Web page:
Hi everyone! Here is my poster:
For my print project, it was very interesting to look back on some of the YouTube channels I’m familiar with a new and analytical perspective. I enjoyed analyzing the comment sections of the videos and sensing the audience’s reaction towards the content. I found that the “living history” and historical reenactment videos often bring a more intimate and personable experience to the audience, and that more people will share their stories of their own family history in the comment sections. The audience also responds very well to well researched history contents; the more historical details and references are given in the video, the more likely people will leave comments sharing their own historical knowledge and resources. I also learned a lot about YouTube as a platform from the project by reflecting on its roles in the development of history-related channels. Both “The YouTube Reader” and “YouTube: Online Video and Participatory Culture” gave fascinating accounts on the evolution of YouTube itself and how people gradually perceived it as a legitimate social media platform. From this analysis, I see great value in creating educational history content on YouTube and the potential impact these videos have on the wider public.
I really enjoyed learning about digital history together with everyone in the class this semester! This course gave me so much insight into different digital platforms and tools to present and analyze history. After looking through everyone’s digital projects utilizing tools such as TimelineJS and Storymap, I feel very inspired to explore these tools deeper in the future! I learned a lot from the conversations we had in class over the semester. Many of them gave me new ideas and made me think more about my own project. I began to reflect on the importance of historical accuracy on entertainment platforms discussed in the Video Games Week, and I think back on what kind of historical content is being archived on YouTube from the discussion on what is accessible online from the Digital Archives Week. Overall, I think this class provided me with useful resources and information on how to reflect, analyze, and appreciate the processes that go into digital history in the future!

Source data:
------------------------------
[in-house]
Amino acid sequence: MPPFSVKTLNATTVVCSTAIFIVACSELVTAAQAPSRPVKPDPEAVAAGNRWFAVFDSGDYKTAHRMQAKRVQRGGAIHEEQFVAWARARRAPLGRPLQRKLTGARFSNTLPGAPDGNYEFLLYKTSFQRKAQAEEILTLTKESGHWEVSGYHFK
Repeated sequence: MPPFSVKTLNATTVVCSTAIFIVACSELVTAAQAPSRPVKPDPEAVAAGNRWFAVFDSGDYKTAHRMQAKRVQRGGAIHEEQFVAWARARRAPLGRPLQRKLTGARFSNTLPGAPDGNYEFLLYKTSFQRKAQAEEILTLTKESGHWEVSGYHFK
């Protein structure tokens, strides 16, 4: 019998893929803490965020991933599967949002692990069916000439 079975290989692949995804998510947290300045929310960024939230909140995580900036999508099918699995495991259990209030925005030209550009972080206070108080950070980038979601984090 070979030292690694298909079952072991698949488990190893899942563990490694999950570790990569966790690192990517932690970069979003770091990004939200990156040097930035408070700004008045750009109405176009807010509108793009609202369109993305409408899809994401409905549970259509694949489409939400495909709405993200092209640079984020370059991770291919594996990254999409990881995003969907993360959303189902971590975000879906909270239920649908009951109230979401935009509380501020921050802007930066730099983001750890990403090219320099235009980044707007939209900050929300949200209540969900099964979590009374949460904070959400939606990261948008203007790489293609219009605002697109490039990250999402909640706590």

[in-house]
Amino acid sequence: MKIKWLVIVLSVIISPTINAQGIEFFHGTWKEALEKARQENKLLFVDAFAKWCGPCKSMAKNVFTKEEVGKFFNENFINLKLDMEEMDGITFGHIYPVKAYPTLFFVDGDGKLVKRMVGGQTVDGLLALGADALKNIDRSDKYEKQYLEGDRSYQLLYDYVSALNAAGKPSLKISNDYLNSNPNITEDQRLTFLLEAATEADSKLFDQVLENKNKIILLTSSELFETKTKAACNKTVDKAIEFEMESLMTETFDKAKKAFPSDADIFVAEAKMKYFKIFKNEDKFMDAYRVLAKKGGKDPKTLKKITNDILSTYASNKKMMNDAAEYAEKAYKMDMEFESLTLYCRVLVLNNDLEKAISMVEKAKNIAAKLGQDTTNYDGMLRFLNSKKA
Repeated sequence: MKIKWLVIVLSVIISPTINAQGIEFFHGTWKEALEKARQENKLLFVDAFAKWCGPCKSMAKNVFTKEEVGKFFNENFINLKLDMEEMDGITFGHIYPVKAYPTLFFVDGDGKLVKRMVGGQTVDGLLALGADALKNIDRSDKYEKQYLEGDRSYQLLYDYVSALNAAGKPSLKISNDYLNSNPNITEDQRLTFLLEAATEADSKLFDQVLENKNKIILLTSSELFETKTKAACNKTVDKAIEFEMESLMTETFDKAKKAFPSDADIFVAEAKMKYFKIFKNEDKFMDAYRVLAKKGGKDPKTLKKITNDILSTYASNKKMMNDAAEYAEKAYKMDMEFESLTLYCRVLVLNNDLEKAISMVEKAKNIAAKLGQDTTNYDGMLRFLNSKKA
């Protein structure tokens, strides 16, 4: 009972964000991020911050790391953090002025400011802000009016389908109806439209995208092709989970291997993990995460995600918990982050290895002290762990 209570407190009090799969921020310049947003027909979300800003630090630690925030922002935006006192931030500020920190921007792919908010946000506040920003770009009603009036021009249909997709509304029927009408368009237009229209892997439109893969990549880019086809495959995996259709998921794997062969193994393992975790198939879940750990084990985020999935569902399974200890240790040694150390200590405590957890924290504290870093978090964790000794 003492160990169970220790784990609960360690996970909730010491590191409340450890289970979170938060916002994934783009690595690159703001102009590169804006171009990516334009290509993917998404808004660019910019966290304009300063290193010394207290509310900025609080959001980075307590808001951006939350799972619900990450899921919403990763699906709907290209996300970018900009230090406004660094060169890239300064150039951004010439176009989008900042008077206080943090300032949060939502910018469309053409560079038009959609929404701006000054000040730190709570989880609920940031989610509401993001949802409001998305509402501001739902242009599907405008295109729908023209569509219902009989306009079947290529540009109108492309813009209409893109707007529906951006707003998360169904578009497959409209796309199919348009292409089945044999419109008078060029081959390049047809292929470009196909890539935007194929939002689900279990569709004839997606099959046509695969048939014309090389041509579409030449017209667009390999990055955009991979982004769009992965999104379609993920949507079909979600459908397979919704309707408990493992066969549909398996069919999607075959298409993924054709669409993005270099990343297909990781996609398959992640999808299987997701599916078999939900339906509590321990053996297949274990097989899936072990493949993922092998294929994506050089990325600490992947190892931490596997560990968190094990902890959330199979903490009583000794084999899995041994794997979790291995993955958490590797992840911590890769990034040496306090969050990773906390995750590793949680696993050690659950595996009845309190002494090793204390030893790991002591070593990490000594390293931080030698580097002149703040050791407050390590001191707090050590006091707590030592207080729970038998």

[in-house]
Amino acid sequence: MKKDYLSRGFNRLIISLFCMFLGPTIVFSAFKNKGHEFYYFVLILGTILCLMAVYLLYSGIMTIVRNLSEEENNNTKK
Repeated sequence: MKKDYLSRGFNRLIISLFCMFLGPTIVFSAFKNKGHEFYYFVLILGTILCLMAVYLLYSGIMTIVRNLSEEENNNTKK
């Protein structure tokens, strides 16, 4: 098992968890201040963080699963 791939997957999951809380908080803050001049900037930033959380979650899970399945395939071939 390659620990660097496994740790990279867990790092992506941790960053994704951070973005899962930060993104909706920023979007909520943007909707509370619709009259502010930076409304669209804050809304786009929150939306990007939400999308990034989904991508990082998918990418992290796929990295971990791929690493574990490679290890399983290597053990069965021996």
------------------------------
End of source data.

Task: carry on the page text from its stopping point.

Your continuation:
Here’s my final print project:
4 Replies to “How Historical Storytelling Works on YouTube: An Analysis Project Poster + Final Draft”
Mengshu — I am so excited to see this project coming together! As someone who is utterly addicted to YouTube, including some of the channels you looked at for your project, I couldn’t wait to see what you found. It is so fun to see what smaller channels are able to do without the constraints of an institution — how much they can accomplish when not bogged down by bureaucracy. Looking forward to seeing your final paper on this project!
Great project, Mengshu! I’ve always been curious about historical Youtube channels and how educational or accurate they actually are. Looking at comments seems like a great way to get a read on how viewers feel about the videos themselves. Moving forward, I wonder if trying to get into contact with the creators behind these channels and finding out their feelings could be a good extension on this project. Looking forward to seeing your results!
Mengshu, historical Youtube channels seems like a project idea that I would have chosen myself. I think this is a great way to show what digital media is like and it ties in nicely with history because it is specifically about history-based channels. Clever choice.
Mengshu, I really liked your project, especially considering how it studies a digital medium for history-making that tends to get overshadowed by podcasts. Although your project focuses on “living-history” channels, a study of animated history channels, especially ones that employ a minimalistic art style, would probably yield interesting findings as well.